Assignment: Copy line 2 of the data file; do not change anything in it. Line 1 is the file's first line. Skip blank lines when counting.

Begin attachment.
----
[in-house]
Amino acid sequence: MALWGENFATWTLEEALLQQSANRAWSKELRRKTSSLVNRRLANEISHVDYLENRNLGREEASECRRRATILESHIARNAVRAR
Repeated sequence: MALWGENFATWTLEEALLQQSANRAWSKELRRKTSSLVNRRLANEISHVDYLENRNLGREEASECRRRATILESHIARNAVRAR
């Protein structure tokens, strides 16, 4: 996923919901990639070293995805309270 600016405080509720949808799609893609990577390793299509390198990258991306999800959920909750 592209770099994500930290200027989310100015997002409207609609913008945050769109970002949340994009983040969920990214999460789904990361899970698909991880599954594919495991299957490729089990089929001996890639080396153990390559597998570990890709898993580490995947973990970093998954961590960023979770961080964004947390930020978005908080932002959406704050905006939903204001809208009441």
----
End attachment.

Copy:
Amino acid sequence: MALWGENFATWTLEEALLQQSANRAWSKELRRKTSSLVNRRLANEISHVDYLENRNLGREEASECRRRATILESHIARNAVRAR